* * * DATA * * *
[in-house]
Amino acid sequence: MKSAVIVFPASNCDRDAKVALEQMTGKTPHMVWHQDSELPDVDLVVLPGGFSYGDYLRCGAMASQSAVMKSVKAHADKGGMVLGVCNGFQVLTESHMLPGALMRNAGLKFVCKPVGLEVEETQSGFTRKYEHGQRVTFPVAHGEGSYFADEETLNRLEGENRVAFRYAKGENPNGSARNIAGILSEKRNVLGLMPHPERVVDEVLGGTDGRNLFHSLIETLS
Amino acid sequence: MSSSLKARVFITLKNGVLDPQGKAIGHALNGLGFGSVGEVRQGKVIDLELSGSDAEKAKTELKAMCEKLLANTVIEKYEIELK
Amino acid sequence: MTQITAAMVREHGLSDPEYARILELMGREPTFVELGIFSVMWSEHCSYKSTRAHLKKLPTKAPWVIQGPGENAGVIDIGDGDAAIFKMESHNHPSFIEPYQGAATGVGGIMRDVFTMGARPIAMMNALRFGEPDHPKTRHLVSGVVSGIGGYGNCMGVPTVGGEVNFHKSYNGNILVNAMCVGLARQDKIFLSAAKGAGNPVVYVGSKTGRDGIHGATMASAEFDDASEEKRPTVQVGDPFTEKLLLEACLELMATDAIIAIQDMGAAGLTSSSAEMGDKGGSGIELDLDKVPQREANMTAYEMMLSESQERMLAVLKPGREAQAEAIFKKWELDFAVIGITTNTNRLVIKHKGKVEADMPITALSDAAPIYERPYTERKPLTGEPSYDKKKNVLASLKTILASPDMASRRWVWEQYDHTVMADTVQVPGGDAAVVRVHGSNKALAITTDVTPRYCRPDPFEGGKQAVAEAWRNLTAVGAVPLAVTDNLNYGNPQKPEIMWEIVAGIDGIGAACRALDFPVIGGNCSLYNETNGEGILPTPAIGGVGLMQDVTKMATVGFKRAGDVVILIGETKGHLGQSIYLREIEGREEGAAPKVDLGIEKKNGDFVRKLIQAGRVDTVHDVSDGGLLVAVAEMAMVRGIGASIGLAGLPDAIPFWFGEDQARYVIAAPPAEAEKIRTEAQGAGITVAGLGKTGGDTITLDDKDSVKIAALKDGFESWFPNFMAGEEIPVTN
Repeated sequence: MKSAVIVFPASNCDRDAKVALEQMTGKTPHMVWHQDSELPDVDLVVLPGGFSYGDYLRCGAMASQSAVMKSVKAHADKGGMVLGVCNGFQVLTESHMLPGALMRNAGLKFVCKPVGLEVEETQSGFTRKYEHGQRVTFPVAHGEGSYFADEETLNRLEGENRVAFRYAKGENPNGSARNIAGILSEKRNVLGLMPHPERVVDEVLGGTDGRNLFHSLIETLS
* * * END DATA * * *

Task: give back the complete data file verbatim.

[in-house]
Amino acid sequence: MKSAVIVFPASNCDRDAKVALEQMTGKTPHMVWHQDSELPDVDLVVLPGGFSYGDYLRCGAMASQSAVMKSVKAHADKGGMVLGVCNGFQVLTESHMLPGALMRNAGLKFVCKPVGLEVEETQSGFTRKYEHGQRVTFPVAHGEGSYFADEETLNRLEGENRVAFRYAKGENPNGSARNIAGILSEKRNVLGLMPHPERVVDEVLGGTDGRNLFHSLIETLS
Amino acid sequence: MSSSLKARVFITLKNGVLDPQGKAIGHALNGLGFGSVGEVRQGKVIDLELSGSDAEKAKTELKAMCEKLLANTVIEKYEIELK
Amino acid sequence: MTQITAAMVREHGLSDPEYARILELMGREPTFVELGIFSVMWSEHCSYKSTRAHLKKLPTKAPWVIQGPGENAGVIDIGDGDAAIFKMESHNHPSFIEPYQGAATGVGGIMRDVFTMGARPIAMMNALRFGEPDHPKTRHLVSGVVSGIGGYGNCMGVPTVGGEVNFHKSYNGNILVNAMCVGLARQDKIFLSAAKGAGNPVVYVGSKTGRDGIHGATMASAEFDDASEEKRPTVQVGDPFTEKLLLEACLELMATDAIIAIQDMGAAGLTSSSAEMGDKGGSGIELDLDKVPQREANMTAYEMMLSESQERMLAVLKPGREAQAEAIFKKWELDFAVIGITTNTNRLVIKHKGKVEADMPITALSDAAPIYERPYTERKPLTGEPSYDKKKNVLASLKTILASPDMASRRWVWEQYDHTVMADTVQVPGGDAAVVRVHGSNKALAITTDVTPRYCRPDPFEGGKQAVAEAWRNLTAVGAVPLAVTDNLNYGNPQKPEIMWEIVAGIDGIGAACRALDFPVIGGNCSLYNETNGEGILPTPAIGGVGLMQDVTKMATVGFKRAGDVVILIGETKGHLGQSIYLREIEGREEGAAPKVDLGIEKKNGDFVRKLIQAGRVDTVHDVSDGGLLVAVAEMAMVRGIGASIGLAGLPDAIPFWFGEDQARYVIAAPPAEAEKIRTEAQGAGITVAGLGKTGGDTITLDDKDSVKIAALKDGFESWFPNFMAGEEIPVTN
Repeated sequence: MKSAVIVFPASNCDRDAKVALEQMTGKTPHMVWHQDSELPDVDLVVLPGGFSYGDYLRCGAMASQSAVMKSVKAHADKGGMVLGVCNGFQVLTESHMLPGALMRNAGLKFVCKPVGLEVEETQSGFTRKYEHGQRVTFPVAHGEGSYFADEETLNRLEGENRVAFRYAKGENPNGSARNIAGILSEKRNVLGLMPHPERVVDEVLGGTDGRNLFHSLIETLS